When Nikolina swapped the office for home working in early 2020 as the pandemic swept the globe, she hoped her company’s toxic culture might improve.
“I thought my work would be a lot less stressful without my boss watching my every move,” says the 22-year-old Prague-based content writer. “I was so wrong.”
Instead, her supervisor found new ways to monitor the team virtually, using software such as TeamViewer and Hubstaff.
“I guess not having all his employees nearby really affected him, because he became obsessive, micromanaging every single aspect of our working hours and finding the smallest things to critique,” says Nikolina, whose is withholding surname for privacy concerns.
“Our stress levels were high, knowing that any moment our boss could check on us, and we were all collectively going crazy.”
For those employed in toxic office settings, the shift to remote work may have seemed like a silver lining of Covid-19: a chance to enjoy much-needed distance from a negative atmosphere.
But, as Nikolina discovered, unpleasant work dynamics can follow us home – and in some cases, get worse, as isolation may aggravate the challenges of working with bosses or colleagues behaving badly.
Toxic work cultures can have major impacts on employee wellbeing – which is why it is particularly vital for people to understand their options for protecting themselves.
Toxic workplaces can take many forms, but they share a common thread among employees: negativity and harm.
“A toxic work culture is one where workers are exposed to psychosocial hazards,” says Aditya Jain, an associate professor in human resource management at Nottingham University Business School, who has studied stress, wellbeing and mental health in the workplace.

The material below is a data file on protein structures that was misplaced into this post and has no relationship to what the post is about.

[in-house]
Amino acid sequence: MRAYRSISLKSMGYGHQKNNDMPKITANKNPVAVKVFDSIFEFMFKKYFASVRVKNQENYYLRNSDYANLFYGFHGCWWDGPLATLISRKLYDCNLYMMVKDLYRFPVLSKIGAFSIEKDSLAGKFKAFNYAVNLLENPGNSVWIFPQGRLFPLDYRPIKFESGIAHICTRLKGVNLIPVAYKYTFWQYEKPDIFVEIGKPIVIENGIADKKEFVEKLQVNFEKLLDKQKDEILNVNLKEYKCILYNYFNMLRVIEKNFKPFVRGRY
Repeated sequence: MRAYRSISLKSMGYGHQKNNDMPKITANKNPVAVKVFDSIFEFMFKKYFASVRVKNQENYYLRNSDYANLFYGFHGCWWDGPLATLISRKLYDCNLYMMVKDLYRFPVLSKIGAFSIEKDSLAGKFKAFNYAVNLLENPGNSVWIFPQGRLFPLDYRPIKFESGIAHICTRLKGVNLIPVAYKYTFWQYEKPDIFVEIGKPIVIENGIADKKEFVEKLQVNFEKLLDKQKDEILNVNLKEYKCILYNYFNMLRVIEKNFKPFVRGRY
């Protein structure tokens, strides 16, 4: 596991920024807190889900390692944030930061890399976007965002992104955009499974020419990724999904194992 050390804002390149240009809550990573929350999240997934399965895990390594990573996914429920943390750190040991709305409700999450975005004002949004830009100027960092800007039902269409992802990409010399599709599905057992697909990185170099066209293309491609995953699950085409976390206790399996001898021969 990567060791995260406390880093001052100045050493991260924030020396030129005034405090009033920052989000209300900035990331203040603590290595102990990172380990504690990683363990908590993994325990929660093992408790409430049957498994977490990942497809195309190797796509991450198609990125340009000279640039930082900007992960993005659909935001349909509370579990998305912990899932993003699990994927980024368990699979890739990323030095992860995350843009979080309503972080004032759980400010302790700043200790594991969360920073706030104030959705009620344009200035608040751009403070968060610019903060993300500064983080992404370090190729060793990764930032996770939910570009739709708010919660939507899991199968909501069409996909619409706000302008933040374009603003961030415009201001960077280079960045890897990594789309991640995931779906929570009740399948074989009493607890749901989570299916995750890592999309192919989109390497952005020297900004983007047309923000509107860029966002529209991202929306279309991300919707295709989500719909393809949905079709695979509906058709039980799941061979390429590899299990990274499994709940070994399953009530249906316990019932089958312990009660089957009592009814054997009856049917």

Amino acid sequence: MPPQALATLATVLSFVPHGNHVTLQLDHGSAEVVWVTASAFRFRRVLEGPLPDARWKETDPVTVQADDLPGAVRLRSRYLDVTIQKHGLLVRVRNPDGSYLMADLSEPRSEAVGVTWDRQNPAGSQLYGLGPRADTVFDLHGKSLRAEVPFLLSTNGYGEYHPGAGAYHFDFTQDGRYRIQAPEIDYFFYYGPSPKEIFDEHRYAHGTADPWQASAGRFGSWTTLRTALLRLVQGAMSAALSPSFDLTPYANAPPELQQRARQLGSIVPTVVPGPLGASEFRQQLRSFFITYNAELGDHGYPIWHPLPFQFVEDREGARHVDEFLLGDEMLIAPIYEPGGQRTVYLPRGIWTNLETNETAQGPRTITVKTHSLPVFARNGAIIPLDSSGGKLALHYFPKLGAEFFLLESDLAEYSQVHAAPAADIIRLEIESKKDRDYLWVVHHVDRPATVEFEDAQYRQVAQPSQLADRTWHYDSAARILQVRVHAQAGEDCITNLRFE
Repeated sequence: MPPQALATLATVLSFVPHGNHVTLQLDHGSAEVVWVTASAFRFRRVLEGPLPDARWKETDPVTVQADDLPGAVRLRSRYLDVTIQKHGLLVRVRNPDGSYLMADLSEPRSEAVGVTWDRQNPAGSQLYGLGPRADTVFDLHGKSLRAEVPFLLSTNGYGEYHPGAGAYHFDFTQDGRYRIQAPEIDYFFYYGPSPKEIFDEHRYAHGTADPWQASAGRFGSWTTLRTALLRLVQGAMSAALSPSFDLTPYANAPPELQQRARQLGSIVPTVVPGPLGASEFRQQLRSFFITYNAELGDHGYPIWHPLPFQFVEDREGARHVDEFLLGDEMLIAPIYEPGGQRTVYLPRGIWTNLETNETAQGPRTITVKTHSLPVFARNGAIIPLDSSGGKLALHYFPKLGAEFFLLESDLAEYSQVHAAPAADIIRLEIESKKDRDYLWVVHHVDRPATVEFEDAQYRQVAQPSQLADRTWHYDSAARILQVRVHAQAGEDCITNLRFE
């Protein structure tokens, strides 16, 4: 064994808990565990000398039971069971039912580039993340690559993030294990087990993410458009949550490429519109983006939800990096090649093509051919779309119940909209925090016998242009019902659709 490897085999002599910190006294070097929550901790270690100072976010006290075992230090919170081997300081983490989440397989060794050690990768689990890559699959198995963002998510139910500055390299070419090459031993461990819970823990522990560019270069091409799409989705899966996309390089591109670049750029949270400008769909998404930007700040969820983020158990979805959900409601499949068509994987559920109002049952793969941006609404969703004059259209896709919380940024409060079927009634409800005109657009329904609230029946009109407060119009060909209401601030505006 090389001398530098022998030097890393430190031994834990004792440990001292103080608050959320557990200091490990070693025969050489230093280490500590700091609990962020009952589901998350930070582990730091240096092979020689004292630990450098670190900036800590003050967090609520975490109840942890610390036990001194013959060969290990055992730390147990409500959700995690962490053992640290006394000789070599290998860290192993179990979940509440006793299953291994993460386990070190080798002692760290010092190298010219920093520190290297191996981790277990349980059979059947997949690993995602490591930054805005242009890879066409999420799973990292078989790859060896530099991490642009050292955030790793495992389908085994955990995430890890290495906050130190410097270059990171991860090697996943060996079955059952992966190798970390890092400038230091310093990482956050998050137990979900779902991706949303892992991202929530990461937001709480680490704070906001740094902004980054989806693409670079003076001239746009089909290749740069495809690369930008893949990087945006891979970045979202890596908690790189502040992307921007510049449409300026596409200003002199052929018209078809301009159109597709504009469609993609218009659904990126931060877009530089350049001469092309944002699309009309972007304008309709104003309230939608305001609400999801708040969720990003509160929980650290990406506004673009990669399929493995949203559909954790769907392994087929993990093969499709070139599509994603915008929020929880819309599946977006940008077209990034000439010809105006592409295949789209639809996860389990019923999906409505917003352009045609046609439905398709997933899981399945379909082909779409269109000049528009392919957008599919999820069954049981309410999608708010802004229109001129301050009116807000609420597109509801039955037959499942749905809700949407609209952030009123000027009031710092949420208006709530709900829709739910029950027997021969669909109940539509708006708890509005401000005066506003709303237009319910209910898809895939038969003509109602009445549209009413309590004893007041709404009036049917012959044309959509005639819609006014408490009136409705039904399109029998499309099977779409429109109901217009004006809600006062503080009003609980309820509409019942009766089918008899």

“They may have little or no organisational support, poor interpersonal relationships, high workload, lack of autonomy, poor rewards and a lack of job security.”
The consequences of such work cultures, says Jain, are wide-ranging. They may include individual physical health impacts, like heart disease or musculoskeletal disorders, poor mental health and burnout, as well as organisational fallout, like reduced attendance, engagement, productivity and innovation.
Most toxic work cultures originate with poor management, whose bad habits can be contagious.
“Destructive behaviours at the top trickle down,” says Manuela Priesemuth, an associate professor in the management and operations department at Villanova University in Pennsylvania, US, who has researched abusive managers and toxic workplaces.
“If executives engage in toxic behaviour, people in the organisation assume this behaviour is accepted and they engage in it, too. Soon enough, a toxic climate is formed, where everybody thinks, ‘This is just how we act around here’.”
Before the pandemic, these toxic behaviours would take place in person, during meetings, presentations or casual interactions. Now, they occur over calls and in messages.
And although you might assume distance would reduce some of these tensions, experts say being away from the office is more likely to do the opposite